If you’re feeling a little down or unmotivated, you might have lowered levels of dopamine!
What is dopamine?
Dopamine is a neurotransmitter released by our brains that, essentially, makes us feel rewarded. It is associated with feelings of motivation, alertness, and pleasure. It also aids in motor function, memory and cognition, and executive planning.
People can have decreased levels of dopamine for a variety of reasons: chronic stress and anxiety, poor sleeping habits, obesity, etc. This can lead to feelings of depression, and low motivation, and can impact decision-making and memory.
Try some of these at-home tips to increase dopamine levels!
- Get Sunlight Exposure – UV light that comes from the sun can affect the amount of D4 receptors, a type of dopamine receptor that is influenced by light. Getting sun exposure to your eyes early in the day can increase these receptors over time.
- Regular Amount of Caffeine – Regular amounts of caffeine can increase D2 and D3 receptions, another type of dopamine receptor. Consuming about 100-250 mg (depending on your caffeine sensitivity) of caffeine regularly can improve the efficiency of these receptors to bind to dopamine over time. Another bonus of coffee or tea in addition to your burst of energy.
- Eat Tyrosine-rich Foods -Tyrosine is a precursor to dopamine and through enzymes in your body, will be converted into dopamine. It is also a component in the production of epinephrine and norepinephrine, other important neurotransmitters released by the brain! Some tyrosine-rich foods include soy products, chicken, turkey, fish, peanuts, almonds, avocados, bananas, milk, and cheese.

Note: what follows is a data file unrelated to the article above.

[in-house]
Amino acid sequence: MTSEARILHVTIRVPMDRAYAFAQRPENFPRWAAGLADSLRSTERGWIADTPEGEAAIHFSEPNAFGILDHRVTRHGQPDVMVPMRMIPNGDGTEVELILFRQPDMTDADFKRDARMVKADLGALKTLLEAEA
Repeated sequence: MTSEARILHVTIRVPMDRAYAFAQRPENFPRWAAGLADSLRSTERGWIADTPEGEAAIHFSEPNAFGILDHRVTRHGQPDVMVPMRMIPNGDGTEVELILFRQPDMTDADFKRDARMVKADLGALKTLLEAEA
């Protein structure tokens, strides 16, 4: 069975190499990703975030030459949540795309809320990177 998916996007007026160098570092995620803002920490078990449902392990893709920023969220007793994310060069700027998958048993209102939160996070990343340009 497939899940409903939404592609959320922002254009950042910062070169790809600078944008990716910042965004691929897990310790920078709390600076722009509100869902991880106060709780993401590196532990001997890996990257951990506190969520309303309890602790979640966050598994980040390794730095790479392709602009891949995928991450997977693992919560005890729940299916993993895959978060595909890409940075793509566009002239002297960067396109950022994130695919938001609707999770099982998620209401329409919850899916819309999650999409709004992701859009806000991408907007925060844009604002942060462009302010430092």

These are small adjustments to try at home within safe parameters for the short-term effects of temporary increases in dopamine. They are not long-term solutions to low dopamine levels and the consequent symptoms. Please consult your healthcare providers if you feel you have a serious condition and would like more guidance about managing chronic feelings of stress and low motivation.
-Abigail Cabagay, SPT
1. Vollebregt, M.A. et al. “The Role of Gene Encoding Variation of DRD4 in the Relationship between Inattention and Seasonal Daylight.” (2019)
2. Parikh, Roma, et al. “Skin Exposure to UVB Light Induces a Skin-Brain-Gonad Axis and Sexual Behavior.” (2021)
3. Volkow, N., Wang, GJ., Logan, J. et al. “Caffeine increases striatal dopamine D2/D3 receptor availability in the human brain.” (2015)